INTERVIEW_ Archilovers recently opened its new cluster in London. To better discover the eclectic creative panorama in architecture and design I have decided to organize a series of meetings with some of the most interesting creative studios and ventures linked with the architecture world.
I am starting from the architects who collaborated in designing the Hub Kings Cross where I am currently based: Oliver Marlow from TILT Studio. We met at the workspace in the recently opened Club Chancery Lane building.
We talked with him about the new way of working and how this new tendency is shaping the interiors of offices and co-working spaces. From the Google offices around the world to the cafeteria round the corner which becomes your personal office, thanks to technology the way of working looks to have radically changed.
“To be honest I have never worked in an office in my life, I never had a salaried job, I’ve always been a freelancer. So I kind of grew up looking for those spaces, so there has been a time in the past when I started to work, after graduating from University in 2000, at that point I was working in cafe and we created our own spaces. So in our generation nobody wants to work in a traditional office, because it's a different focus now.
Obviously the huge significant element of that is technologies. You can’t have an office space like this without internet, without social media, without all these things that allow you to have your office with you. As well the way of work has changed, it is transforming our environment”
Do you think that it is a global change or just involves some countries more than others?
“The drivers globally are maybe slightly different, technologies obviously are everywhere. The real estate challenge, especially in big city, is focused on moving from west to east.
In terms of demographics of a country, in Europe you have top heavy population where the majority of people are older, instead if you look to Asia or Africa the majority of the population is younger, so that will push the things so much quicker in the rest of the world.
They don't use this kind of institutionalized office space, that we are abandoning. In Africa they are not bothered to lay cables for communications they do everything wirelessly and we have gone through laying for 150 years now we are trying to let go of that and they are just jumping to the next thing.
Work is going the same way, in particular with this kind of environment that is cheap. Building gigantic buildings will still happen in those big emerging economies, like China and Brazil, but for a lot of the world it will be so much smaller spaces connected that will serve each other through technologies and through ability”
TILT studio ran co-design workshops to engage the Hub staff of Impact Hub King's Cross and members and to give them the opportunity to help conceive and develop the design for the space.
Elements of the co-design approach allowed members to engage autonomously through the day, rather than having to attend a timed workshop, a must for a working, busy space.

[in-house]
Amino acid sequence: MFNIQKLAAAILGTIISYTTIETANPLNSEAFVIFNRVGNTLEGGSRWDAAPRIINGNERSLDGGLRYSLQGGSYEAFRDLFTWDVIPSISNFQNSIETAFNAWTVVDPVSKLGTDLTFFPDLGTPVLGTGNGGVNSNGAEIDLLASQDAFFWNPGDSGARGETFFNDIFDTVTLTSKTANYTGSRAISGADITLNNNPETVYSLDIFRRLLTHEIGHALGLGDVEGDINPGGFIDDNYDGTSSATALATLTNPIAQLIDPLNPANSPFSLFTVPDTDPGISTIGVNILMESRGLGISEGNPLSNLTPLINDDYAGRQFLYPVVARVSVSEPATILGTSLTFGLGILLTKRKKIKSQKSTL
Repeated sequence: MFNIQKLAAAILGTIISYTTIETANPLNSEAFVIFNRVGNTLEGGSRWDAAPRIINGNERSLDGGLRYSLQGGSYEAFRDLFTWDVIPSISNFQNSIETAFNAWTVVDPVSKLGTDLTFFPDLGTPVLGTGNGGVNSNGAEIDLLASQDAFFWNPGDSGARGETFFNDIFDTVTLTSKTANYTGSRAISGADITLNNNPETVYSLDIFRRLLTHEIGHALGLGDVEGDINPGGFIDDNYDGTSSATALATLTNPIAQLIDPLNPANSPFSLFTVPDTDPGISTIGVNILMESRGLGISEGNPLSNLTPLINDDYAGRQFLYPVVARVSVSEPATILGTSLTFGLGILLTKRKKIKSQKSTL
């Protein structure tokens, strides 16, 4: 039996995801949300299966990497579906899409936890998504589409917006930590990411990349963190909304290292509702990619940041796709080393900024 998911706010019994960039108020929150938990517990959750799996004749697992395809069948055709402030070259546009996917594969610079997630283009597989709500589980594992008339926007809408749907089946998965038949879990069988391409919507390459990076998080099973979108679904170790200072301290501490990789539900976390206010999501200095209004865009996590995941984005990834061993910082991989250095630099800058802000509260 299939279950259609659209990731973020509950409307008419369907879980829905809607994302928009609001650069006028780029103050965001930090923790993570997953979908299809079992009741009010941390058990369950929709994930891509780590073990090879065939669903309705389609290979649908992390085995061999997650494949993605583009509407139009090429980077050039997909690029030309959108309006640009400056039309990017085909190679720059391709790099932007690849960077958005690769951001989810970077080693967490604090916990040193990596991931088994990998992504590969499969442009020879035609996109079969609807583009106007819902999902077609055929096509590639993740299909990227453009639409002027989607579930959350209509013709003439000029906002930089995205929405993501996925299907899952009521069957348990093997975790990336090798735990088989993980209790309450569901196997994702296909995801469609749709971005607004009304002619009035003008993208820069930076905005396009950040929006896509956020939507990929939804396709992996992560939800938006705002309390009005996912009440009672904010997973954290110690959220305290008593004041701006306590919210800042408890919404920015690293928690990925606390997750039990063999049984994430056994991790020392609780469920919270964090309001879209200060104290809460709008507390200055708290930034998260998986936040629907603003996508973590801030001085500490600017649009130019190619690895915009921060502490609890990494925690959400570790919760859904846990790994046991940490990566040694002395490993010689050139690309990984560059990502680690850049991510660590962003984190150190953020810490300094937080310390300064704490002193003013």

“There are some architects that think they are able to imagine what everyone needs or what everyone wants to be, and it's just not possible. It's not that the architect is no longer necessary, he is very necessary for his expertise, regulations, bringing projects and things together, but you have to trust that complexity of groups of people coming together and be careful with it.
Architects like to finish the project, take the photographs, walk away, but there is something so much more exciting about leaving the space developed to users that customize and change it.
The idea that the architect is almost the artist and it's a vision which is for others to fulfil and everyone just inhabits and walk around it thinking “OMG what a genius created this” it's rubbish it's all about working with people”
The next step over co-working spaces is The proud archivist , that mixes together a restaurant, a gallery and a work space. So I was wondering how these kind of places, where you could spend almost all your day, are changing our way to live the city and be connected.
“To live in London and not feel overwhelmed I find that you have to think of these smaller places. You know your area, the high street, your particular things and then you go to Leicester square and the Science museum for particular events but you know you feel almost a tourist in those areas anyway.
Urbanization seems to be the creation of a gigantic massive density of people, but it's actually more how smaller things are going together.
It's put tiny things together, for us it is the same in our projects taking a small scale and just going bigger. Why can't you think city planning by working with people and asking what they want rather than looking from above and see the ground?"
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"There is a great example, a Danish Architect called Jan Gehl, who is one of the first architects who doesn't design buildings, but more processes and one of his examples is Brasilia.
If you look Brasilia from the air, that is how it was conceived to look beautiful, if you stand on the street there are no shops, no restaurants, there is nothing. You feel that you are in a ghost town, because it was designed the wrong way round.
That is the only way to understand the city.”